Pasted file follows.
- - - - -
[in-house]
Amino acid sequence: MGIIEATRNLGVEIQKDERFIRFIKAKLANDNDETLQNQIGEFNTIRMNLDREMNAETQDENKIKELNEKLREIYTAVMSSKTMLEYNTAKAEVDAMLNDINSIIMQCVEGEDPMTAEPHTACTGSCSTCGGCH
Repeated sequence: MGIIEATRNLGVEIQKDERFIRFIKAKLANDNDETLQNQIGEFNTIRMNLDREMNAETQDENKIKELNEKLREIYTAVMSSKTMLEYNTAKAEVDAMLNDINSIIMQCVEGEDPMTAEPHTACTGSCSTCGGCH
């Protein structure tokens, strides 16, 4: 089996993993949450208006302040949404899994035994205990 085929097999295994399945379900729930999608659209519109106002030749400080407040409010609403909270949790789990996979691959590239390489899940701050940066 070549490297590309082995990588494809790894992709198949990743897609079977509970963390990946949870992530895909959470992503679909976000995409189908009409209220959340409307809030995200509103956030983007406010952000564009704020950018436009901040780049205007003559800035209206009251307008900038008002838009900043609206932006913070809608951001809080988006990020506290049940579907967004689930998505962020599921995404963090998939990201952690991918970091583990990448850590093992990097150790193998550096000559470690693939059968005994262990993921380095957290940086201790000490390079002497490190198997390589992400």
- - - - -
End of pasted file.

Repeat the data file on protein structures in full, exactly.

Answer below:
[in-house]
Amino acid sequence: MGIIEATRNLGVEIQKDERFIRFIKAKLANDNDETLQNQIGEFNTIRMNLDREMNAETQDENKIKELNEKLREIYTAVMSSKTMLEYNTAKAEVDAMLNDINSIIMQCVEGEDPMTAEPHTACTGSCSTCGGCH
Repeated sequence: MGIIEATRNLGVEIQKDERFIRFIKAKLANDNDETLQNQIGEFNTIRMNLDREMNAETQDENKIKELNEKLREIYTAVMSSKTMLEYNTAKAEVDAMLNDINSIIMQCVEGEDPMTAEPHTACTGSCSTCGGCH
């Protein structure tokens, strides 16, 4: 089996993993949450208006302040949404899994035994205990 085929097999295994399945379900729930999608659209519109106002030749400080407040409010609403909270949790789990996979691959590239390489899940701050940066 070549490297590309082995990588494809790894992709198949990743897609079977509970963390990946949870992530895909959470992503679909976000995409189908009409209220959340409307809030995200509103956030983007406010952000564009704020950018436009901040780049205007003559800035209206009251307008900038008002838009900043609206932006913070809608951001809080988006990020506290049940579907967004689930998505962020599921995404963090998939990201952690991918970091583990990448850590093992990097150790193998550096000559470690693939059968005994262990993921380095957290940086201790000490390079002497490190198997390589992400």